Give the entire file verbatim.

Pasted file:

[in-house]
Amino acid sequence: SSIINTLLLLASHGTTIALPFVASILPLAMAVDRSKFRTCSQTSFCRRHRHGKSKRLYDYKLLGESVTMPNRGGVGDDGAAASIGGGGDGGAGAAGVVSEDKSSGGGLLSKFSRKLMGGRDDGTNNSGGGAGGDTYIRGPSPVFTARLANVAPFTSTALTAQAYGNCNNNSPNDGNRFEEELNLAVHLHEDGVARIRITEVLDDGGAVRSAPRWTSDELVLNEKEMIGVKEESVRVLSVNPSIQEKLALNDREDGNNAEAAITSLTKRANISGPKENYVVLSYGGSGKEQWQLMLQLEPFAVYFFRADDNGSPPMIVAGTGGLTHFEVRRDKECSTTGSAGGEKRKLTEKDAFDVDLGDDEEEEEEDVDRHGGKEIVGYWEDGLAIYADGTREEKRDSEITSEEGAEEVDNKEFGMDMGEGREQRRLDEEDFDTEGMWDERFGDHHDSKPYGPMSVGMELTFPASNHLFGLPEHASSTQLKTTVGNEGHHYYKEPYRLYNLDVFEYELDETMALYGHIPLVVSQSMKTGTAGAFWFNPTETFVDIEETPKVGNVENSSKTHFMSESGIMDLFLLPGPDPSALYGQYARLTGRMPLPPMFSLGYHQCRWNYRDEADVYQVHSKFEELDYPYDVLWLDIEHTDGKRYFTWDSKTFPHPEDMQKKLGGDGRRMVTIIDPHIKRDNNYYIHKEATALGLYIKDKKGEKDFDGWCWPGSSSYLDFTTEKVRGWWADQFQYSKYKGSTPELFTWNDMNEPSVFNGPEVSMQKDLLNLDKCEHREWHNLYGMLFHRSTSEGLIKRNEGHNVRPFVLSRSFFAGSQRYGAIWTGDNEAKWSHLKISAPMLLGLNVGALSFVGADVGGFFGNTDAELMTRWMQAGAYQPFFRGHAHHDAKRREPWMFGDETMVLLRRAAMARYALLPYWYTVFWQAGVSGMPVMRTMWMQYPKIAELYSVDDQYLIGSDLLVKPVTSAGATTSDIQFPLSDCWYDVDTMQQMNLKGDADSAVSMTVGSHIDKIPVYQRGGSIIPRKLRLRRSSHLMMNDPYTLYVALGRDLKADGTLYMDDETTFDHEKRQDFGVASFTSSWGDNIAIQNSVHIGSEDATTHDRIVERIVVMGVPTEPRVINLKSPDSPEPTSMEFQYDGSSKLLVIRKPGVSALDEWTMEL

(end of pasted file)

[in-house]
Amino acid sequence: SSIINTLLLLASHGTTIALPFVASILPLAMAVDRSKFRTCSQTSFCRRHRHGKSKRLYDYKLLGESVTMPNRGGVGDDGAAASIGGGGDGGAGAAGVVSEDKSSGGGLLSKFSRKLMGGRDDGTNNSGGGAGGDTYIRGPSPVFTARLANVAPFTSTALTAQAYGNCNNNSPNDGNRFEEELNLAVHLHEDGVARIRITEVLDDGGAVRSAPRWTSDELVLNEKEMIGVKEESVRVLSVNPSIQEKLALNDREDGNNAEAAITSLTKRANISGPKENYVVLSYGGSGKEQWQLMLQLEPFAVYFFRADDNGSPPMIVAGTGGLTHFEVRRDKECSTTGSAGGEKRKLTEKDAFDVDLGDDEEEEEEDVDRHGGKEIVGYWEDGLAIYADGTREEKRDSEITSEEGAEEVDNKEFGMDMGEGREQRRLDEEDFDTEGMWDERFGDHHDSKPYGPMSVGMELTFPASNHLFGLPEHASSTQLKTTVGNEGHHYYKEPYRLYNLDVFEYELDETMALYGHIPLVVSQSMKTGTAGAFWFNPTETFVDIEETPKVGNVENSSKTHFMSESGIMDLFLLPGPDPSALYGQYARLTGRMPLPPMFSLGYHQCRWNYRDEADVYQVHSKFEELDYPYDVLWLDIEHTDGKRYFTWDSKTFPHPEDMQKKLGGDGRRMVTIIDPHIKRDNNYYIHKEATALGLYIKDKKGEKDFDGWCWPGSSSYLDFTTEKVRGWWADQFQYSKYKGSTPELFTWNDMNEPSVFNGPEVSMQKDLLNLDKCEHREWHNLYGMLFHRSTSEGLIKRNEGHNVRPFVLSRSFFAGSQRYGAIWTGDNEAKWSHLKISAPMLLGLNVGALSFVGADVGGFFGNTDAELMTRWMQAGAYQPFFRGHAHHDAKRREPWMFGDETMVLLRRAAMARYALLPYWYTVFWQAGVSGMPVMRTMWMQYPKIAELYSVDDQYLIGSDLLVKPVTSAGATTSDIQFPLSDCWYDVDTMQQMNLKGDADSAVSMTVGSHIDKIPVYQRGGSIIPRKLRLRRSSHLMMNDPYTLYVALGRDLKADGTLYMDDETTFDHEKRQDFGVASFTSSWGDNIAIQNSVHIGSEDATTHDRIVERIVVMGVPTEPRVINLKSPDSPEPTSMEFQYDGSSKLLVIRKPGVSALDEWTMEL